The CFPB has issued a new advisory opinion “to affirm that the Equal Credit Opportunity Act (ECOA) and Regulation B protect those actively seeking credit and those who sought and received credit.”
The ECOA defines an “applicant” to mean “any person who applies to a creditor directly for an extension, renewal, or continuation of credit, or applies to a creditor indirectly by use of an existing credit plan for an amount exceeding a previously established credit limit.” 15 U.S.C. 1691a(b). As defined by Regulation B, an “applicant” includes “any person who requests or who has received an extension of credit from a creditor.”
The CFPB has previously taken the position in amicus briefs that the term “applicant” includes a person who had received credit and is an existing account holder and is not limited to a person in the process of applying for credit. The CFPB took that position most recently in an amicus brief filed in December 2021 jointly with the FTC, DOJ, and Federal Reserve Board in the Seventh Circuit in Fralish v. Bank of America One, N.A. In the brief, the agencies urge the court to reverse a district court ruling that an individual who had already received credit from the defendant and who was not currently applying to the defendant for credit was not an “applicant” for purposes of the ECOA’s adverse action notice requirement.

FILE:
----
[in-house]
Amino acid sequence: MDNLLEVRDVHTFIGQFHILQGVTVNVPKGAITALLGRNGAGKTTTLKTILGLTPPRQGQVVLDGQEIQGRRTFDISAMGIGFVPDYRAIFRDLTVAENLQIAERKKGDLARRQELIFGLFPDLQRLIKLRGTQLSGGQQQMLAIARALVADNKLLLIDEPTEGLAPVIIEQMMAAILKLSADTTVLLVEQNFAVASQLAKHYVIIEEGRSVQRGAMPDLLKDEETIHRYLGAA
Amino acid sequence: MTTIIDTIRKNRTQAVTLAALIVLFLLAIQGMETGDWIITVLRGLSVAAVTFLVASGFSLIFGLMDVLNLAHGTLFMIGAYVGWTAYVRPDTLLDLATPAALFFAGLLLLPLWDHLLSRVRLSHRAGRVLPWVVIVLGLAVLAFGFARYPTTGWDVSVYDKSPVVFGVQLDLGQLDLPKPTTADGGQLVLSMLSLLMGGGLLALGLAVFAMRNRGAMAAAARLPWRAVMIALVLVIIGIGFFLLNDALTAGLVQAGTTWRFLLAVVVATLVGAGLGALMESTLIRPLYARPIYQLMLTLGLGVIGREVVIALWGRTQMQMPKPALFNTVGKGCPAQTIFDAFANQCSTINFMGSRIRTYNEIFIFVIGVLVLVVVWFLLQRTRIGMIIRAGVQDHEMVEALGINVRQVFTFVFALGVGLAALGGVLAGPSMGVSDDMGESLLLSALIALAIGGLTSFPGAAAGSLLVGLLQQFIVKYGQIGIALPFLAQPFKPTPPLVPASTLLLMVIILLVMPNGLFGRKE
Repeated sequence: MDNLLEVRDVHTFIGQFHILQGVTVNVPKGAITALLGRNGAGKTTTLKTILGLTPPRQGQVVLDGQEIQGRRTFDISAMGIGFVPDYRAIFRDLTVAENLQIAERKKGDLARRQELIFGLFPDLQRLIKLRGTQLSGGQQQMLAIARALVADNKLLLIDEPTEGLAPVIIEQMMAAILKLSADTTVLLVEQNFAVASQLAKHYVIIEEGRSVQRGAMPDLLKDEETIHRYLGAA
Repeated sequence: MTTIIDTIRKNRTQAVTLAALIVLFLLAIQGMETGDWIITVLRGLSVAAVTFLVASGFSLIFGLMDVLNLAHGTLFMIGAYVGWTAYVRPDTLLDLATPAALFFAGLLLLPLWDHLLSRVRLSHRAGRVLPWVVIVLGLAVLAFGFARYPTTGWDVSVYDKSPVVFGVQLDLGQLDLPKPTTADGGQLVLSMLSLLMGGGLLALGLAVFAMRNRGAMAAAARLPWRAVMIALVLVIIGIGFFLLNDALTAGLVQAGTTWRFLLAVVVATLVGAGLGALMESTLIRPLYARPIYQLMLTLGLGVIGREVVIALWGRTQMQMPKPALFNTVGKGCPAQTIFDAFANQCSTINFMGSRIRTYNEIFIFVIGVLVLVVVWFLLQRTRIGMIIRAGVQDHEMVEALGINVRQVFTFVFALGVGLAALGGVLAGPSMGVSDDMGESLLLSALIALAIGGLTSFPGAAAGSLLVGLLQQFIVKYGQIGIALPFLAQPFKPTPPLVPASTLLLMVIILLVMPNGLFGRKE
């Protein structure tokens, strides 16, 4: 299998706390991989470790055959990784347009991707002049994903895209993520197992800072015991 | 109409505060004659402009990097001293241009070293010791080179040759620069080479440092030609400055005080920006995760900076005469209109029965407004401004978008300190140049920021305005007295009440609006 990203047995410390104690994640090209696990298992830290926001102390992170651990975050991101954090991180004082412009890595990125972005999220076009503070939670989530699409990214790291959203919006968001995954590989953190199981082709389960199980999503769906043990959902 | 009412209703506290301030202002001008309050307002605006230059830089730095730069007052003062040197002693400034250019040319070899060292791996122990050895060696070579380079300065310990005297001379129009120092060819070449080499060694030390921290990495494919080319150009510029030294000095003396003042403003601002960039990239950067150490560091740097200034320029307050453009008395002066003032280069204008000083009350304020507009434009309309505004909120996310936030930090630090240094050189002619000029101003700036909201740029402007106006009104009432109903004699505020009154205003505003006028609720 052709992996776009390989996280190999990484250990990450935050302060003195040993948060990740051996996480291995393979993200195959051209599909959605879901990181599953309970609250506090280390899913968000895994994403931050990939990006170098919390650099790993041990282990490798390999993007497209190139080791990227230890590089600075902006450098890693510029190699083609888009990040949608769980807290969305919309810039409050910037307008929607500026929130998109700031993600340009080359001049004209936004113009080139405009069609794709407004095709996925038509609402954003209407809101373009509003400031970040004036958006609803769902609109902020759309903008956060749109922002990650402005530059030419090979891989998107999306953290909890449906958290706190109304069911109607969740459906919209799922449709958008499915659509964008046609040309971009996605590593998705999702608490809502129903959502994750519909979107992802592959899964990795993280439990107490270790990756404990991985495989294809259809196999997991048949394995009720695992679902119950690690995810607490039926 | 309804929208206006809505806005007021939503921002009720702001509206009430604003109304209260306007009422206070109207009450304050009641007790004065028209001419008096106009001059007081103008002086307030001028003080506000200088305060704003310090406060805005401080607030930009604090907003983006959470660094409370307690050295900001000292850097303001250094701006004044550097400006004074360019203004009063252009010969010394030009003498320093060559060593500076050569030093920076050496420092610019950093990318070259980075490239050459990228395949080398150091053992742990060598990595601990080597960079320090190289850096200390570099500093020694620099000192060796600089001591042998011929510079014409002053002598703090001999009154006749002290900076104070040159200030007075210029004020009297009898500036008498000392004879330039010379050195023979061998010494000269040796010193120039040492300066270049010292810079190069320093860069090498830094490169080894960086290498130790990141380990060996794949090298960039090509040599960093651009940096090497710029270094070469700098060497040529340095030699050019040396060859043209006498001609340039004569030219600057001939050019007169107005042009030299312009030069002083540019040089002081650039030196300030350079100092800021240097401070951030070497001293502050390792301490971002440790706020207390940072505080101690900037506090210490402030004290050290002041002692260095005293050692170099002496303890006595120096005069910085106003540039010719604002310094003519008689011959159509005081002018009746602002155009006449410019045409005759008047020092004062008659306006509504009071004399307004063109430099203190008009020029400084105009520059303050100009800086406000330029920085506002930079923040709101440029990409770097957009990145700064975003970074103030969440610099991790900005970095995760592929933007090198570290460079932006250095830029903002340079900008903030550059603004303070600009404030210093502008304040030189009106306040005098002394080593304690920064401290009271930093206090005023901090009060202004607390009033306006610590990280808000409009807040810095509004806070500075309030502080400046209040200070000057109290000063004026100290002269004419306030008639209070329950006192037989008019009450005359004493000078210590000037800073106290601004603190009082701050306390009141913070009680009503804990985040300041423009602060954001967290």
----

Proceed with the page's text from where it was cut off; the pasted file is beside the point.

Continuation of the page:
In October 2020, the CFPB and FTC filed a joint amicus brief with the Second Circuit in Tewinkle v. Capital One, N.A., in which they made similar arguments on behalf of a plaintiff who had alleged that a notice sent to him by the defendant bank that it was terminating his checking account and overdraft line did not comply with the ECOA/Regulation B adverse action notice requirement. In that case, the district court agreed with the bank that the plaintiff was not an “applicant” for purposes of the adverse action notice requirement. The Second Circuit did not issue a ruling because there was a settlement in the case.
In the advisory opinion, as it did in the amicus briefs, the CFPB takes the position that, despite the wording of the ECOA’s definition of the term “applicant,” the “best interpretation” of the ECOA is that the term includes existing borrowers. According to the CFPB, the ECOA’s text, legislative history, and statutory purpose support reading the ECOA to include existing borrowers. For that reason, according to the CFPB, it was reasonable for the Federal Reserve Board and then the CFPB to adopt this reading of the ECOA in Regulation B.
By issuing the advisory opinion, the CFPB may be seeking to bolster its ability to litigate the ECOA issue in other cases (as well as head off adverse decisions in other cases) should the Seventh Circuit reject its interpretation in Fralish. An adverse result in Fralish could also lead to an attempt by the CFPB to use its UDAAP authority to challenge discrimination against existing borrowers.